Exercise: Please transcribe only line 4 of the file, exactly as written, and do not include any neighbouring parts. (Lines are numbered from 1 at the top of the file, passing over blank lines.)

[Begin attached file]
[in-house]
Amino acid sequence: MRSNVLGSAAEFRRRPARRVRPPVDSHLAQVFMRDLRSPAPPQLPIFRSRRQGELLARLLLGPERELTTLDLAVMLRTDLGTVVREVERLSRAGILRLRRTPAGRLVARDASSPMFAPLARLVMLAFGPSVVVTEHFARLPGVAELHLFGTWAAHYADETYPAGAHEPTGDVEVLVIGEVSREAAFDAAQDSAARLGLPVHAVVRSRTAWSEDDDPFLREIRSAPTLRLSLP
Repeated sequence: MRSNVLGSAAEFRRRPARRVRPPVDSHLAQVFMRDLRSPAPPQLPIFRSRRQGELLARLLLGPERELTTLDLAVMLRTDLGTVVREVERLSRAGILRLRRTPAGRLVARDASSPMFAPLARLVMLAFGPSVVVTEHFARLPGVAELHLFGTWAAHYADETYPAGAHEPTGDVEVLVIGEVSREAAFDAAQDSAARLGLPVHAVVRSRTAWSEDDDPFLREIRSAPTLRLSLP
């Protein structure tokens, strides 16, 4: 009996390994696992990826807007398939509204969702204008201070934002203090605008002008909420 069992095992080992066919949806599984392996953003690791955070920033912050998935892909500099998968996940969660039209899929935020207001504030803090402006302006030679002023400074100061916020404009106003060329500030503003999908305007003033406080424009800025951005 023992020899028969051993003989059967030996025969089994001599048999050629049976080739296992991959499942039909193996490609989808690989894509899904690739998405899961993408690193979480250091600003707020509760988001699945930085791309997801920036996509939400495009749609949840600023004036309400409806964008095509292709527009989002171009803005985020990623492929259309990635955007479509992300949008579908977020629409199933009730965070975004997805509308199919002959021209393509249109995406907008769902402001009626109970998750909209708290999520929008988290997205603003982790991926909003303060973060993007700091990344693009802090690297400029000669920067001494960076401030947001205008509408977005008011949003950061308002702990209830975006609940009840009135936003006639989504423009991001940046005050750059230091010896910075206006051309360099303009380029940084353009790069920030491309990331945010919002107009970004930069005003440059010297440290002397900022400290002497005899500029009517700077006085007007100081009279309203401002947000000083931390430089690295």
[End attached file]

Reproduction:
């Protein structure tokens, strides 16, 4: 009996390994696992990826807007398939509204969702204008201070934002203090605008002008909420 069992095992080992066919949806599984392996953003690791955070920033912050998935892909500099998968996940969660039209899929935020207001504030803090402006302006030679002023400074100061916020404009106003060329500030503003999908305007003033406080424009800025951005 023992020899028969051993003989059967030996025969089994001599048999050629049976080739296992991959499942039909193996490609989808690989894509899904690739998405899961993408690193979480250091600003707020509760988001699945930085791309997801920036996509939400495009749609949840600023004036309400409806964008095509292709527009989002171009803005985020990623492929259309990635955007479509992300949008579908977020629409199933009730965070975004997805509308199919002959021209393509249109995406907008769902402001009626109970998750909209708290999520929008988290997205603003982790991926909003303060973060993007700091990344693009802090690297400029000669920067001494960076401030947001205008509408977005008011949003950061308002702990209830975006609940009840009135936003006639989504423009991001940046005050750059230091010896910075206006051309360099303009380029940084353009790069920030491309990331945010919002107009970004930069005003440059010297440290002397900022400290002497005899500029009517700077006085007007100081009279309203401002947000000083931390430089690295």